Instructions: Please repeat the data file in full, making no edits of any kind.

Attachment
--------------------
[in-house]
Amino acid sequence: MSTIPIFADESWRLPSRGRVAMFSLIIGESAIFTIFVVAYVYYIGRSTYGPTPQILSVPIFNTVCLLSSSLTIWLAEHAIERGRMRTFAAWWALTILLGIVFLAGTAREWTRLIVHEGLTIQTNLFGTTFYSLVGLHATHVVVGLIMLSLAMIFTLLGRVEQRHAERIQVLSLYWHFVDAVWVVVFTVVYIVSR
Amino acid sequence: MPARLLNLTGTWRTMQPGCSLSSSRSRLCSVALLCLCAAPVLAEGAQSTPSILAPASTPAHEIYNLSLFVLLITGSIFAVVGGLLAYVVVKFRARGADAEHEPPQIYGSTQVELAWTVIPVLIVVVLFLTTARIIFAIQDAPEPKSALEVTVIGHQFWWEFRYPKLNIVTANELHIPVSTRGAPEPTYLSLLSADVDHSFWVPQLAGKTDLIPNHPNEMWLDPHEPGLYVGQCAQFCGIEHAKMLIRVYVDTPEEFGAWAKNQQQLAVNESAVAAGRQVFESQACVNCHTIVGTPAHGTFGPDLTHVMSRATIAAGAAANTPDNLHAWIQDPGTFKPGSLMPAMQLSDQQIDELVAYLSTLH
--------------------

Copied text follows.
[in-house]
Amino acid sequence: MSTIPIFADESWRLPSRGRVAMFSLIIGESAIFTIFVVAYVYYIGRSTYGPTPQILSVPIFNTVCLLSSSLTIWLAEHAIERGRMRTFAAWWALTILLGIVFLAGTAREWTRLIVHEGLTIQTNLFGTTFYSLVGLHATHVVVGLIMLSLAMIFTLLGRVEQRHAERIQVLSLYWHFVDAVWVVVFTVVYIVSR
Amino acid sequence: MPARLLNLTGTWRTMQPGCSLSSSRSRLCSVALLCLCAAPVLAEGAQSTPSILAPASTPAHEIYNLSLFVLLITGSIFAVVGGLLAYVVVKFRARGADAEHEPPQIYGSTQVELAWTVIPVLIVVVLFLTTARIIFAIQDAPEPKSALEVTVIGHQFWWEFRYPKLNIVTANELHIPVSTRGAPEPTYLSLLSADVDHSFWVPQLAGKTDLIPNHPNEMWLDPHEPGLYVGQCAQFCGIEHAKMLIRVYVDTPEEFGAWAKNQQQLAVNESAVAAGRQVFESQACVNCHTIVGTPAHGTFGPDLTHVMSRATIAAGAAANTPDNLHAWIQDPGTFKPGSLMPAMQLSDQQIDELVAYLSTLH